4. It does not hurt to leave it in primary for at least three weeks, at least, with modern yeast strains. The kit instructions are trying to rush the process, so you won't be frustrated waiting so long, and also so you'll buy another kit quicker. Yeast do wonderful things if you just let them be for at least three weeks. But hydrometer tests are the ultimate decider in when a beer is done with fermentation.
 

ajf

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1. Aeration is good for adding some oxygen to the wort before fermentation has started. It helps the yeasts to get off to a good start. You don't want to add oxygen after fermentation has started as this will oxidize the beer and result in off flavors.
2. Would you cook in a dirty pot? Clean means no obvious dirt or old residues. I don't mind cooking in a clean pot with the lid off, but I make sure that the pot is clean before I start. In the case of adding priming sugar, first make sure your bottling bucket is clean, then sanitize it. (You cannot sanitize anything that is dirty as the dirt can harbor bacteria that the sanitizer may not be able to kill.) You should also boil the dextrose in a small amount of water, add it to the bucket, and then rack the beer onto the sugar solution. This mixes the priming sugar evenly. Trying to stir undissolved dextrose into the beer is going to result in uneven mixing (some bottles will be over carbonated, and some under carbonated). If you stir the undissolved priming sugar into the beer sufficiently to thoroughly distribute it, you will almost certainly cause oxidation. There is very little chance of anything nasty dropping into the beer while the lid is off, but it isn't impossible. It happened to me once in 37 years.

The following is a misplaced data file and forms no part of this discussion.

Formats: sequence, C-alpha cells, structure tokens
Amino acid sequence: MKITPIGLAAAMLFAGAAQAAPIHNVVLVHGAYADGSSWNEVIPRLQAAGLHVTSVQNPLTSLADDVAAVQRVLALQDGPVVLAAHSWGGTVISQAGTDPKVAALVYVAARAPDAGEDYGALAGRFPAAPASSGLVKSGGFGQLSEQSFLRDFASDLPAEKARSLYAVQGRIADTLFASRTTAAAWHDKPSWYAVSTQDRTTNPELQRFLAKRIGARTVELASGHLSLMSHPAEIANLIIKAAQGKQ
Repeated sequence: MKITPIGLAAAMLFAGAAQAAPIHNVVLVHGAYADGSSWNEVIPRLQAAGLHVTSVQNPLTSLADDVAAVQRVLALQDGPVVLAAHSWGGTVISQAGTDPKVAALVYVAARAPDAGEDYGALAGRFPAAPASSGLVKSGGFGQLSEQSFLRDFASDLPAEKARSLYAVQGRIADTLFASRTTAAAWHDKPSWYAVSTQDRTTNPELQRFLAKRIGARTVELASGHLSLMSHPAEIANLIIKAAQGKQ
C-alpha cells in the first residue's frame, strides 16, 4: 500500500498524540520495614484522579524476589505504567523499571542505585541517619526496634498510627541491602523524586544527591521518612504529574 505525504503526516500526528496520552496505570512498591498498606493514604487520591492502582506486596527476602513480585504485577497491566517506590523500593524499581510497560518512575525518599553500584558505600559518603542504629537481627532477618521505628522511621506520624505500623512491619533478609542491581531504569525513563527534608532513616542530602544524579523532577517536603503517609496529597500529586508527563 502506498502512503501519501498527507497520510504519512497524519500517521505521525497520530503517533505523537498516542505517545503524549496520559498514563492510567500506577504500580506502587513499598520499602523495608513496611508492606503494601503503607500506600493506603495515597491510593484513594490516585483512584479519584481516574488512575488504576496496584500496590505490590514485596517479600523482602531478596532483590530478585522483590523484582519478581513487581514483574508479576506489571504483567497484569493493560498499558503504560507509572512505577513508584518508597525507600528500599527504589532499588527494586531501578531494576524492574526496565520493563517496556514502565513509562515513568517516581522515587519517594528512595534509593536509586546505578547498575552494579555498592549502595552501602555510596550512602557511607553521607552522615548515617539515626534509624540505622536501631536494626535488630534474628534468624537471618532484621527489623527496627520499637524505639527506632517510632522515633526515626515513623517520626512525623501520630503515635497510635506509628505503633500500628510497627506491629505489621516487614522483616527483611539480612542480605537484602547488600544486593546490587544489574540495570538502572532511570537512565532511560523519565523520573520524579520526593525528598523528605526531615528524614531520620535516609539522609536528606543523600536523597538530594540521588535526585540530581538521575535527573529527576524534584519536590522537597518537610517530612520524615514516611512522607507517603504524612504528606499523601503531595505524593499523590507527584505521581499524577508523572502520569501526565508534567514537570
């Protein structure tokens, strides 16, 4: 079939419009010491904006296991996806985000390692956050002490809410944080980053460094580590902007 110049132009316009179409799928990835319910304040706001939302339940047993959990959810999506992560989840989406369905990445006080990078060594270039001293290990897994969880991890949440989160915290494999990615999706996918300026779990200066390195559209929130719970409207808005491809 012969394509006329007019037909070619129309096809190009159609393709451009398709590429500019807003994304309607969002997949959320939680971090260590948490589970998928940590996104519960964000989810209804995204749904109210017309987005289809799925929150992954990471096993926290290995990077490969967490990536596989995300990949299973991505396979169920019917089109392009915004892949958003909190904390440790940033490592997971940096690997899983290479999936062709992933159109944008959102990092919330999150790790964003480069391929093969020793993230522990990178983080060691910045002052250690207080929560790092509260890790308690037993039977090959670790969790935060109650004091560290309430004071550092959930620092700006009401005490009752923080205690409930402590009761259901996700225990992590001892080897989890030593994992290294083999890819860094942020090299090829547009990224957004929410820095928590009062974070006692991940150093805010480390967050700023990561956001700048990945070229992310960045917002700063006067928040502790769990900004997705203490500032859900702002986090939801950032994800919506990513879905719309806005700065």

3. Would you buy a commercial beer in a plastic bottle? I wouldn't. I can't guarantee that plastic bottles are no good, but I would suspect that there could be a good chance of them bursting while carbonating.
4. It's possible for the beer to ferment out in a week, but very unlikely. I usually see obvious signs of fermentation for about 2 weeks, and even after fermentation has completed, you need to leave the beer in contact with the yeast to clean up the by-products of the fermentation. I used to do 2 weeks in primary, and 4 weeks in secondary, but have changed that to 3 - 4 weeks in primary and no secondary for most beers. The improvement in quality of my beers has been dramatic since I started doing this.

-a.
 

WCD

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Regarding #3 - I have often used 4-5 1 liter plastic seltzer bottles to supplement during my botling day. I literally just pour out the seltzer/non flavored and bottle. Usually I give to people I dont deem bottle worthy or dont see regularly. Based on other posts, I dont use them a second time(if they do come back) when the threads start getting worn on the cap or bottle itself is when you really see the issue. Make sure not to keep them in plastic long term so I dont recommend doing a full batch this way. Usually I drink or give away the plastics early on. Also, they are generally clear or light green so light plays a factor. Im on my 13th batch and have done this just about every time and no issues.